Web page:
Thich Nhat Hanh
Zen Master Thich Nhat Hanh is a global spiritual leader, poet and peace activist, revered around the world for his powerful teachings and bestselling writings on mindfulness and peace. He is the man Martin Luther King called “An Apostle of peace and nonviolence.” His key teaching is that, through mindfulness, we can learn to live happily in the present moment—the only way to truly develop peace, both in one’s self and in the world.
With mindfulness, we are aware of what is going on in our bodies, our feelings, our minds and the world, and we avoid doing harm to ourselves and others. Mindfulness protects us, our families and our society. When we are mindful, we can see that by refraining from doing one thing, we can prevent another thing from happening. We arrive at our own unique insight. It is not something imposed on us by an outside authority. Practicing the mindfulness trainings, therefore, helps us be more calm and concentrated, and brings more insight and enlightenment.
Thich Nhat Hanh, Happiness: Essential Mindfulness Practices (2009)
Jon Kabat-Zinn, Ph.D. is internationally known for his work as a scientist, writer, and meditation teacher engaged in bringing mindfulness into the mainstream of medicine and society. He is Professor of Medicine emeritus at the University of Massachusetts Medical School, where he founded its world-renowned Mindfulness-Based Stress Reduction Clinic (in 1979), and the Center for Mindfulness in Medicine, Health Care, and Society (in 1995). Since that time, thousands of studies have documented the physical and mental health benefits of mindfulness in general and MBSR in particular, inspiring countless programs to adapt the MBSR model for schools, prisons, hospitals, veterans centers, and beyond.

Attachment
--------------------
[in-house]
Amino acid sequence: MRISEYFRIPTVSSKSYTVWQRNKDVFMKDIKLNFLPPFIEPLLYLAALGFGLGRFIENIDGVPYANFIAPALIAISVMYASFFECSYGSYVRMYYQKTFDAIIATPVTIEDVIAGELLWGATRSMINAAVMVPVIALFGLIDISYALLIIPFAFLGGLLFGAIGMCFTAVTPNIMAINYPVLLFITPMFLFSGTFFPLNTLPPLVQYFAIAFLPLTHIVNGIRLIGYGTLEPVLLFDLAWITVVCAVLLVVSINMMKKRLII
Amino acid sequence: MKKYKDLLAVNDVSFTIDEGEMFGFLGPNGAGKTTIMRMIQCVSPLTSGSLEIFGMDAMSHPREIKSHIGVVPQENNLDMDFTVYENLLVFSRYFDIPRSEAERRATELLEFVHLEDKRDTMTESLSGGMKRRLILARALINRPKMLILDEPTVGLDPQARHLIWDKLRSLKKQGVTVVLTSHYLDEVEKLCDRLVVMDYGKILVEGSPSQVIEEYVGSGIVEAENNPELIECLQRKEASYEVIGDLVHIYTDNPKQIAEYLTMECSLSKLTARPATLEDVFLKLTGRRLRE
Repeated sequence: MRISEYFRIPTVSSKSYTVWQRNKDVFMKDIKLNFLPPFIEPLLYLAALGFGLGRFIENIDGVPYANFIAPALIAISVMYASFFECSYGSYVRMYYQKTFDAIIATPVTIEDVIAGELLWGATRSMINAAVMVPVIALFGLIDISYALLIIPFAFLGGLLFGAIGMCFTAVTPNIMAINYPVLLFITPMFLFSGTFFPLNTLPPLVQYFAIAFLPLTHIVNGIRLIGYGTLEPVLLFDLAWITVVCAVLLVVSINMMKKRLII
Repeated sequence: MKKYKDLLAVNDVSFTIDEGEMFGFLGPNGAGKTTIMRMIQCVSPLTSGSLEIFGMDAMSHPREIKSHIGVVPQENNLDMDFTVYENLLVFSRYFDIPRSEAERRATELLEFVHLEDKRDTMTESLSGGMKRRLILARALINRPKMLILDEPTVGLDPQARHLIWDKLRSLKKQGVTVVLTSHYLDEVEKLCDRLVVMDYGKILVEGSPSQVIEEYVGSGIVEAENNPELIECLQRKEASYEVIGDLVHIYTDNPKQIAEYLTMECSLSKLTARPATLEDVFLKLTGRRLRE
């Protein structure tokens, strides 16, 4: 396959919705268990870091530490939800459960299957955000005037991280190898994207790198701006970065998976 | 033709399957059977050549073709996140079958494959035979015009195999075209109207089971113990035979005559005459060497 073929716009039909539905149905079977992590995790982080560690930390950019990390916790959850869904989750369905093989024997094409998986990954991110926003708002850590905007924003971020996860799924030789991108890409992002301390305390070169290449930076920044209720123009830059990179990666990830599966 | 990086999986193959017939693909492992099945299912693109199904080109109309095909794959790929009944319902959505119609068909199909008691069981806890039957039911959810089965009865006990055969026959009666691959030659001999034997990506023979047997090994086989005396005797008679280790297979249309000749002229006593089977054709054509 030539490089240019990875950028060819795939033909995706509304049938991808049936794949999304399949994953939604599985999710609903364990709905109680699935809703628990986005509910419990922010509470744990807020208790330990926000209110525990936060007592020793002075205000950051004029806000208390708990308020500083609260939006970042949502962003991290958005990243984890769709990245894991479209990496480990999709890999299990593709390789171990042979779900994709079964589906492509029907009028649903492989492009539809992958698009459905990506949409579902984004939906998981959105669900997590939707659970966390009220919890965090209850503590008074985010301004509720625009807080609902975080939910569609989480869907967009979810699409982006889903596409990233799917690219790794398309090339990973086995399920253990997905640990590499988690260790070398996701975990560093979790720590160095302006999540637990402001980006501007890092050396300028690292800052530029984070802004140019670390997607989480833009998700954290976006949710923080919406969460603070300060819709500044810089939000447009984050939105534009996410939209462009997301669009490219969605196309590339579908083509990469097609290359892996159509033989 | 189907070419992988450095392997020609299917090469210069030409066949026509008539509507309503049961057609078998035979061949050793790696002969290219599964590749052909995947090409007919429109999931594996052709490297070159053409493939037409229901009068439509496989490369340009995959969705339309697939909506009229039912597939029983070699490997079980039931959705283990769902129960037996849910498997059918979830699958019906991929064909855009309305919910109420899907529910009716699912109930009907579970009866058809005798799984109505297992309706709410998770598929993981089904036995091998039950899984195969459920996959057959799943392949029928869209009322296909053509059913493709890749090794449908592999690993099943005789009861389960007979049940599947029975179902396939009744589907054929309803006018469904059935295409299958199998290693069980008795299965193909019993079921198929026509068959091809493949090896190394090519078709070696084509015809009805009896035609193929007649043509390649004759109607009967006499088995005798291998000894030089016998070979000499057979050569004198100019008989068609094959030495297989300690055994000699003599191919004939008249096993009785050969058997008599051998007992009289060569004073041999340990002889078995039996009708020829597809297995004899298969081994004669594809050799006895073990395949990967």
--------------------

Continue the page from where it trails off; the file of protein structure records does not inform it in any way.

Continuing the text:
What Is Mindfulness?
Mindfulness means maintaining a moment-by-moment awareness of our thoughts, feelings, bodily sensations, and surrounding environment. Mindfulness also involves acceptance, meaning that we pay attention to our thoughts and feelings without judging them—without believing, for instance, that there’s a “right” or “wrong” way to think or feel in a given moment. When we practice mindfulness, our thoughts tune into what we’re sensing in the present moment rather than rehashing the past or imagining the future.
How to Cultivate Mindfulness?
Although mindfulness can be cultivated through formal meditation, that’s not the only way. It’s not really about sitting in the full lotus. It’s about living your life as if it really mattered, moment by moment by moment by moment. Source: Greater Good video
Pay close attention to your breathing, especially when you’re feeling intense emotions.
Notice—really notice—what you’re sensing in a given moment, the sights, sounds, and smells that ordinarily slip by without reaching your conscious awareness.
Recognize that your thoughts and emotions are fleeting and do not define you, an insight that can free you from negative thought patterns.
Tune into your body’s physical sensations, from the water hitting your skin in the shower to the way your body rests in your office chair.